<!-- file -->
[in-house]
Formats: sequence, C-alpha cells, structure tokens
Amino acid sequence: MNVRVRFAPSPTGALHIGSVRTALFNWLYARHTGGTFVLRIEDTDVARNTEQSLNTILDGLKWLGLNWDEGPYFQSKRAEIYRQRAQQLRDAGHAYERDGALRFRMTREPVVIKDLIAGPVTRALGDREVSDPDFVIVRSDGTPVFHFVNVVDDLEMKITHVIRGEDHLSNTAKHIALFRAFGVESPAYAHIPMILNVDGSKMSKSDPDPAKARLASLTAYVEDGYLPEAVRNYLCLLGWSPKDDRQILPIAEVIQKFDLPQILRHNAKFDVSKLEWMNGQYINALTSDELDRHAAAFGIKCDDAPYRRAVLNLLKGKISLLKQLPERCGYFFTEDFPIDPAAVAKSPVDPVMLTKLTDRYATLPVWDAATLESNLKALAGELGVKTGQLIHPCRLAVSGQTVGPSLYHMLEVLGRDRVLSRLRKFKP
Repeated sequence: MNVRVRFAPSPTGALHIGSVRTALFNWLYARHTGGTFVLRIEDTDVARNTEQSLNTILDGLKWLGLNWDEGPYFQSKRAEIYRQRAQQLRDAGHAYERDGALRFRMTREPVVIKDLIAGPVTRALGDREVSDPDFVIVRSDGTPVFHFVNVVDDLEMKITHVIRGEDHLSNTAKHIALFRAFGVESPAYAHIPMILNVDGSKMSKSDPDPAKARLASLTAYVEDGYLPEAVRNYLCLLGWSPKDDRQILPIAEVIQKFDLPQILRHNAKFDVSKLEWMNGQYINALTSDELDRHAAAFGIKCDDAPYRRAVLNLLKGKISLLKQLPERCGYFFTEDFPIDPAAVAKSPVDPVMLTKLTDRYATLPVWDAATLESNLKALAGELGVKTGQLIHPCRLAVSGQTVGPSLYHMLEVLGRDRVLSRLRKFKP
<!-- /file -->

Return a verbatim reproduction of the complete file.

[in-house]
Formats: sequence, C-alpha cells, structure tokens
Amino acid sequence: MNVRVRFAPSPTGALHIGSVRTALFNWLYARHTGGTFVLRIEDTDVARNTEQSLNTILDGLKWLGLNWDEGPYFQSKRAEIYRQRAQQLRDAGHAYERDGALRFRMTREPVVIKDLIAGPVTRALGDREVSDPDFVIVRSDGTPVFHFVNVVDDLEMKITHVIRGEDHLSNTAKHIALFRAFGVESPAYAHIPMILNVDGSKMSKSDPDPAKARLASLTAYVEDGYLPEAVRNYLCLLGWSPKDDRQILPIAEVIQKFDLPQILRHNAKFDVSKLEWMNGQYINALTSDELDRHAAAFGIKCDDAPYRRAVLNLLKGKISLLKQLPERCGYFFTEDFPIDPAAVAKSPVDPVMLTKLTDRYATLPVWDAATLESNLKALAGELGVKTGQLIHPCRLAVSGQTVGPSLYHMLEVLGRDRVLSRLRKFKP
Repeated sequence: MNVRVRFAPSPTGALHIGSVRTALFNWLYARHTGGTFVLRIEDTDVARNTEQSLNTILDGLKWLGLNWDEGPYFQSKRAEIYRQRAQQLRDAGHAYERDGALRFRMTREPVVIKDLIAGPVTRALGDREVSDPDFVIVRSDGTPVFHFVNVVDDLEMKITHVIRGEDHLSNTAKHIALFRAFGVESPAYAHIPMILNVDGSKMSKSDPDPAKARLASLTAYVEDGYLPEAVRNYLCLLGWSPKDDRQILPIAEVIQKFDLPQILRHNAKFDVSKLEWMNGQYINALTSDELDRHAAAFGIKCDDAPYRRAVLNLLKGKISLLKQLPERCGYFFTEDFPIDPAAVAKSPVDPVMLTKLTDRYATLPVWDAATLESNLKALAGELGVKTGQLIHPCRLAVSGQTVGPSLYHMLEVLGRDRVLSRLRKFKP